- One-Time Passwords (OTP): An OTP can be used for two-factor authentication (2FA) or multi-factor authentication (MFA), where a user is sent a temporary, one-time-use password typically to their email or mobile device.
- Identity Brokering: Keycloak can act as a broker between users and external Identity Providers such as Google, Facebook, and Twitter. Users can authenticate with these external providers, and Keycloak will recognize this authentication, allowing the user to access the protected resources.
- Single Sign-On (SSO): Keycloak enables SSO, where users can authenticate once and gain access to multiple systems without needing to log in again.
- User Federation: This is where an external user database (like LDAP or Active Directory) is linked to Keycloak. It allows for the users’ information and credentials stored externally to be used for authentication.
Keycloak provides a flexible way to manage authentication through Authentication Flows, which are configurable and customizable sequences that control the authentication process. An admin can define different flows and forms, add and arrange authenticators, and apply them to different clients and users as necessary. This makes it very adaptable to various authentication use cases.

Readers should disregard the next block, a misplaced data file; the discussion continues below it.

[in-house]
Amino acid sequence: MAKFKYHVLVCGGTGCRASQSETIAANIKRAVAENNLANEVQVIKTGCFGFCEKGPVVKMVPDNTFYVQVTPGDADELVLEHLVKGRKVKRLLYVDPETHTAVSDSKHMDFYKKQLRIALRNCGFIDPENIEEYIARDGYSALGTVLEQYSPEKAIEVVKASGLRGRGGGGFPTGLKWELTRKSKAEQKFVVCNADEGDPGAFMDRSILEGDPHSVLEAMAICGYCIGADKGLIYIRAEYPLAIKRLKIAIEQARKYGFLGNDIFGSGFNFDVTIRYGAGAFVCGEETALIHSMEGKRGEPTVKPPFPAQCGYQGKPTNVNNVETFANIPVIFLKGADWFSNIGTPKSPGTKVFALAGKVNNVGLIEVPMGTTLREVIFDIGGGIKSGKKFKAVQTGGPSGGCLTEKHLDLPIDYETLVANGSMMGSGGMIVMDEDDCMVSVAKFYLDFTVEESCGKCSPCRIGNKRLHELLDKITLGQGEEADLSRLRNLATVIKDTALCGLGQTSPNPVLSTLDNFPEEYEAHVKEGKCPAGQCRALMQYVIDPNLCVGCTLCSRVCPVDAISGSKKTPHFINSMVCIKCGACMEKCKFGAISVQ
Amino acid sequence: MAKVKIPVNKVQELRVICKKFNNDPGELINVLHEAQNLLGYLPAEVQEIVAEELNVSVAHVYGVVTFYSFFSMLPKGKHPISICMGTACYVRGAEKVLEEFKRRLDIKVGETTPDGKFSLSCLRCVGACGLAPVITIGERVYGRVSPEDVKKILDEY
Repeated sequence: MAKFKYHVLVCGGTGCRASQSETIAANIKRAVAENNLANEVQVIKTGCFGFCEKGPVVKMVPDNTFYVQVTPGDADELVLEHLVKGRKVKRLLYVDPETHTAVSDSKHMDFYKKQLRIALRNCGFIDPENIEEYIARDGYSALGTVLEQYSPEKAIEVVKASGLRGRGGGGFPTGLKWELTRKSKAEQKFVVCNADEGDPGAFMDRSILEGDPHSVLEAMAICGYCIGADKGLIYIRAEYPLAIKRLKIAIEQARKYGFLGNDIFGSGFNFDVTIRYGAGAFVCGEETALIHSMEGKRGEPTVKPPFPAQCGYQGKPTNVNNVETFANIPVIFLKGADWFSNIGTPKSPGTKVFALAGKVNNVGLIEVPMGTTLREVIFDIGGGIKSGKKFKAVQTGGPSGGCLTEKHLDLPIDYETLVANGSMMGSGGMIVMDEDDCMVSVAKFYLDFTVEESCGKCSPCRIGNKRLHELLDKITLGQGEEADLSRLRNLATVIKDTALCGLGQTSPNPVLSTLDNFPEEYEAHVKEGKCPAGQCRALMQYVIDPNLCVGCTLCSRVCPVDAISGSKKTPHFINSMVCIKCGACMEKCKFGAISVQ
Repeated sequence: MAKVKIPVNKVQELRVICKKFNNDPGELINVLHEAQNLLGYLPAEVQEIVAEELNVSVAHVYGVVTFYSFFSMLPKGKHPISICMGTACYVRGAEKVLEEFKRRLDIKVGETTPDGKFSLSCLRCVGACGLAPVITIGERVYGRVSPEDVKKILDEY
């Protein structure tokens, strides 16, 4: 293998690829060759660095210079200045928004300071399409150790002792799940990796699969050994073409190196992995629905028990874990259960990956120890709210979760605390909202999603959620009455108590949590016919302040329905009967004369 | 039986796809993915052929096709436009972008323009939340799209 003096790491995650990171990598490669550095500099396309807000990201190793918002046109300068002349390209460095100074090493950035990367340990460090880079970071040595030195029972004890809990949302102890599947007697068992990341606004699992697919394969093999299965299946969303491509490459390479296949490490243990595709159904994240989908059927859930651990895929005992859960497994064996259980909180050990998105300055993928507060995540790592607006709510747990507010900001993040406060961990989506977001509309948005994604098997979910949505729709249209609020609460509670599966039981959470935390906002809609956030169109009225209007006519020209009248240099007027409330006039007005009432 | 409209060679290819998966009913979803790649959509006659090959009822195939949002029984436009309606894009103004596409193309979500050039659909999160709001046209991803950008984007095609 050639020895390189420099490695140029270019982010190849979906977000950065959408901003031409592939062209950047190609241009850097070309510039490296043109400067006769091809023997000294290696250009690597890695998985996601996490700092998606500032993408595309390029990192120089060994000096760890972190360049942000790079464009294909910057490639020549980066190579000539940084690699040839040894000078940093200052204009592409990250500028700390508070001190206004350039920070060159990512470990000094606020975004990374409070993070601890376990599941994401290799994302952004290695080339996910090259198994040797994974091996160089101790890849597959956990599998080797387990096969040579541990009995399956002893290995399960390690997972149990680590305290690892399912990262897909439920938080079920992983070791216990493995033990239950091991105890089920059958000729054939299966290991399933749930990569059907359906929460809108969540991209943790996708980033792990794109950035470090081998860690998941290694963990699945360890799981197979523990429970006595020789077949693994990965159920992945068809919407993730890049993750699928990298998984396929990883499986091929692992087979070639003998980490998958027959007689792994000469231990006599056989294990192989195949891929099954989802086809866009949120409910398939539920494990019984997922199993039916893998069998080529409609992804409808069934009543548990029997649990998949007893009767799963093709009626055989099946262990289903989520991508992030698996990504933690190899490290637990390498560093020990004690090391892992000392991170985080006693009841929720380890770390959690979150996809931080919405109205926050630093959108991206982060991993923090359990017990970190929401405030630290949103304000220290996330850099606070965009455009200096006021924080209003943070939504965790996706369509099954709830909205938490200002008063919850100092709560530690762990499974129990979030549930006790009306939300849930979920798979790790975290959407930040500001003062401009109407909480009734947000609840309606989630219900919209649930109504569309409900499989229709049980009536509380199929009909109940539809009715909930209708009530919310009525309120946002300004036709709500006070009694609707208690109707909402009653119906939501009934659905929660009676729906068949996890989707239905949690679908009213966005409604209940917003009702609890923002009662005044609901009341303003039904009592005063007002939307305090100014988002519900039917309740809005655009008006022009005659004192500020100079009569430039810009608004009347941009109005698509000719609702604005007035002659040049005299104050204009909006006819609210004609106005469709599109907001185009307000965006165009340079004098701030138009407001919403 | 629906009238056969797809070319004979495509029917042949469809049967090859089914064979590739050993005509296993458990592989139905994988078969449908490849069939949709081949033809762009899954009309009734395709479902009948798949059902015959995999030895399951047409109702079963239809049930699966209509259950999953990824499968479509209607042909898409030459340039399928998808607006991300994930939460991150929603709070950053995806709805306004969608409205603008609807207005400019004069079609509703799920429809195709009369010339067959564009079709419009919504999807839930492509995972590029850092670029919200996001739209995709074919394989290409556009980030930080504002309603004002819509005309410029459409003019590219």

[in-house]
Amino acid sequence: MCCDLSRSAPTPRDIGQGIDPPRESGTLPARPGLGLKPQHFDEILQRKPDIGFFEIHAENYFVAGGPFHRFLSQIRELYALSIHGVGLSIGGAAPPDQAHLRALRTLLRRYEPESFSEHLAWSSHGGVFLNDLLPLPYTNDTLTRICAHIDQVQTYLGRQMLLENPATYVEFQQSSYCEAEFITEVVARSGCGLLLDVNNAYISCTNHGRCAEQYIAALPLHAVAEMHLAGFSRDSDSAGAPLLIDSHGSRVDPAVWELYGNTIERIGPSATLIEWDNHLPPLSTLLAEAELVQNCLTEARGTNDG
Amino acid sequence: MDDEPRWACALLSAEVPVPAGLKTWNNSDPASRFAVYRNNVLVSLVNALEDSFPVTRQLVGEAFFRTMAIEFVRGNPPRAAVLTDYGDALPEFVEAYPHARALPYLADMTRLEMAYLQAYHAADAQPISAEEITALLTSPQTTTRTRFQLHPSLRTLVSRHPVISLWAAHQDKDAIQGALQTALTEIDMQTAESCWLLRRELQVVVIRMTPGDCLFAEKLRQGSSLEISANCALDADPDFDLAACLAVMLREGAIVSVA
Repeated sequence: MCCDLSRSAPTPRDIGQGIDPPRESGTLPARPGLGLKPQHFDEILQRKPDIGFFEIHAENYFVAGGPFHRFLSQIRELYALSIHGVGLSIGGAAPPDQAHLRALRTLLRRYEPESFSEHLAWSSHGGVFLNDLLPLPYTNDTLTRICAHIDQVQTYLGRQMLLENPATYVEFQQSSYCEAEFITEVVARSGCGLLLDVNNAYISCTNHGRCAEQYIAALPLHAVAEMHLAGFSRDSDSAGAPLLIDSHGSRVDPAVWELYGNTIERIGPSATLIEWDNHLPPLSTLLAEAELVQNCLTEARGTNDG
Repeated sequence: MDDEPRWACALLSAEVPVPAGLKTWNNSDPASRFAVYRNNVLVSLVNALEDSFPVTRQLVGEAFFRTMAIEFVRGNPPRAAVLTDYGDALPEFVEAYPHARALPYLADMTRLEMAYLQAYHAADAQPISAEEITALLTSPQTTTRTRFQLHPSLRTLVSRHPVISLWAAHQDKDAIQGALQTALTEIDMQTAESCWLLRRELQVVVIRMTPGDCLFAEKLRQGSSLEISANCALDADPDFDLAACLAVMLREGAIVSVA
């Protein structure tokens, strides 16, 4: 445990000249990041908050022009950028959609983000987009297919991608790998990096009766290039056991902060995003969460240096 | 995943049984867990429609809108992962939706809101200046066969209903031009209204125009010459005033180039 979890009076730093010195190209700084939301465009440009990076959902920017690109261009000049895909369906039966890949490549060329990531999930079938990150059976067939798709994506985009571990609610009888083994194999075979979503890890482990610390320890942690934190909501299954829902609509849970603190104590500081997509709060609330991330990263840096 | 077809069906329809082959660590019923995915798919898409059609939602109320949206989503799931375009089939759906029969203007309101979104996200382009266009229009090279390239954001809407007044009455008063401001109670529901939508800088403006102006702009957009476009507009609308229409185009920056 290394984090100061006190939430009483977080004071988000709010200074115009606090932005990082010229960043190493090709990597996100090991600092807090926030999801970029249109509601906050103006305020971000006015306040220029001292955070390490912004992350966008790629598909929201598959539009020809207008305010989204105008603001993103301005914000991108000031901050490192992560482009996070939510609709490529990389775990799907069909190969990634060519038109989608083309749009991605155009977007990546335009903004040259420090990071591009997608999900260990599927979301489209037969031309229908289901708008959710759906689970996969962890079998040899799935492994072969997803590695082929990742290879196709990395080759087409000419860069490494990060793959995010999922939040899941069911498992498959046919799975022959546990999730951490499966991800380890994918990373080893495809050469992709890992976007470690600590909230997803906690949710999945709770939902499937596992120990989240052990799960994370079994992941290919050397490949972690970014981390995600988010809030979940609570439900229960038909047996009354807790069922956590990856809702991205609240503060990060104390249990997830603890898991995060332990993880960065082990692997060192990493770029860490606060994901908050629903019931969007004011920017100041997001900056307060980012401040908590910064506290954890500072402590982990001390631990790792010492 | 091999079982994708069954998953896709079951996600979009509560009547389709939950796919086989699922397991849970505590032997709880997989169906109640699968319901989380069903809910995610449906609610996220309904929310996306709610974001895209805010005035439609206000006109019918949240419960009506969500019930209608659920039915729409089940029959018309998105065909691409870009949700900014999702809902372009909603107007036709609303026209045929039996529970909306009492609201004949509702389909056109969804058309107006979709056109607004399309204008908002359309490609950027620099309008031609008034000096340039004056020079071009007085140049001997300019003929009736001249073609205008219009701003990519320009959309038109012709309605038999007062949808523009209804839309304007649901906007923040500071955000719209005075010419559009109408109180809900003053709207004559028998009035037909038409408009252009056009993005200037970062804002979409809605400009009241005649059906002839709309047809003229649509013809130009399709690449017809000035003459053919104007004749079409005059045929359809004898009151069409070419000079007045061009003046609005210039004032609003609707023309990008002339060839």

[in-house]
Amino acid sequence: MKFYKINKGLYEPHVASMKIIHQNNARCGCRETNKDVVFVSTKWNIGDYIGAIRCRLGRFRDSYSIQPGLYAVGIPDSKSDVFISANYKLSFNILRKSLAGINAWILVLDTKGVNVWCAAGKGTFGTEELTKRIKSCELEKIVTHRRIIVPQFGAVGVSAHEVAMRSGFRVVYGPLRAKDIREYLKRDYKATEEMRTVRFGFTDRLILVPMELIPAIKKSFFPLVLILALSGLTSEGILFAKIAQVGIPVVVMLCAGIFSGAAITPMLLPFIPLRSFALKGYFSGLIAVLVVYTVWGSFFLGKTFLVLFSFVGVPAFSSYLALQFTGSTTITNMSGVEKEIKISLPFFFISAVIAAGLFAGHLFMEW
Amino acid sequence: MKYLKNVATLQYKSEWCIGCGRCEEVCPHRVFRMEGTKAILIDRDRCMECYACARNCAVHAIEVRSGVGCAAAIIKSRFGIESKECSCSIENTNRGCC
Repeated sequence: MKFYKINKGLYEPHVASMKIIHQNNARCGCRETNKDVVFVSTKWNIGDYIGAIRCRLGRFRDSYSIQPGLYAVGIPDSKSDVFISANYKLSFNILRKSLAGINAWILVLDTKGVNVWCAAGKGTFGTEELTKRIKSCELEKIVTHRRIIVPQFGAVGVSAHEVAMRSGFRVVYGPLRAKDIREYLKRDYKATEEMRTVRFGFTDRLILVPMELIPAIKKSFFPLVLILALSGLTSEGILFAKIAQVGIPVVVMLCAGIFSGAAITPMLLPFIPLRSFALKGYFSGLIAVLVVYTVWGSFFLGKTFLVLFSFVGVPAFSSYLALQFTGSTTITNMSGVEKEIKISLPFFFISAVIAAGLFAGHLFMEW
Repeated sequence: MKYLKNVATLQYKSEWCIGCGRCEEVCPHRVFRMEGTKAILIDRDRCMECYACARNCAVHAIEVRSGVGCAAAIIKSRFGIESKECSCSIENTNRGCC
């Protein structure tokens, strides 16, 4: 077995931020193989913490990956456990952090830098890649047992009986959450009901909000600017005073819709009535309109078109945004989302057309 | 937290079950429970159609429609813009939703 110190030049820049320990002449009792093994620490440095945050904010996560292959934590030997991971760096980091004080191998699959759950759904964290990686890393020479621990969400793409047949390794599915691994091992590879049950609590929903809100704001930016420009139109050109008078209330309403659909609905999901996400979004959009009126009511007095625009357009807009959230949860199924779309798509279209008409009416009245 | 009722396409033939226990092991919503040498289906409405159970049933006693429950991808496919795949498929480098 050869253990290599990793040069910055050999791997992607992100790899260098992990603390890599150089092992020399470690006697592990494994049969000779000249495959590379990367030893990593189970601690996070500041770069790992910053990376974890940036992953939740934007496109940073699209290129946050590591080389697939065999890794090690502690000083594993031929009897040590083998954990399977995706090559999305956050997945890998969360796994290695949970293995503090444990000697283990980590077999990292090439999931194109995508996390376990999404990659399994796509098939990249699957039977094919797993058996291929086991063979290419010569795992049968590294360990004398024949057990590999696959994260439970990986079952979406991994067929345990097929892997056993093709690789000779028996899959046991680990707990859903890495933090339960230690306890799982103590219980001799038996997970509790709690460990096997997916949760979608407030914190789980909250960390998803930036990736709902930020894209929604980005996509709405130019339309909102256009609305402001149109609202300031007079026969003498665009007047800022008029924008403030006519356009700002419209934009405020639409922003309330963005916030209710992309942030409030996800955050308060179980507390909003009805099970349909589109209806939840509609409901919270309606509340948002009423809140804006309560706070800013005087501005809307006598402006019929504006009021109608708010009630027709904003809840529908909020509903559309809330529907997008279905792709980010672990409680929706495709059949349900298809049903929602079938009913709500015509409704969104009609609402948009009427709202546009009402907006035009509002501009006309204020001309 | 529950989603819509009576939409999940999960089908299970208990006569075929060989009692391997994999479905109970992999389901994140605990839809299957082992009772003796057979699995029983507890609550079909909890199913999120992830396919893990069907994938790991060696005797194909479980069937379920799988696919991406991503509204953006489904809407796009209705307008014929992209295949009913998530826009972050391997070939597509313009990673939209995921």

Furthermore, Keycloak also provides session management, password policies, and other security features to strengthen the authentication process.
What is user federation in Keycloak?
User Federation in Keycloak refers to the capability of linking an external user database, such as Lightweight Directory Access Protocol (LDAP) or Active Directory (AD), with Keycloak.
This feature allows you to leverage an existing user base for authentication and authorization without the need to import or replicate users into Keycloak’s own internal database. When a user logs in, Keycloak will look up the user in the external database, authenticate against it, and then import the user data into its own database.
User Federation is typically used in scenarios where a large user base already exists in LDAP or AD and you want to avoid having to manually replicate this data into Keycloak. This feature allows Keycloak to manage user access for applications and services, while still utilizing the user data stored in your existing databases.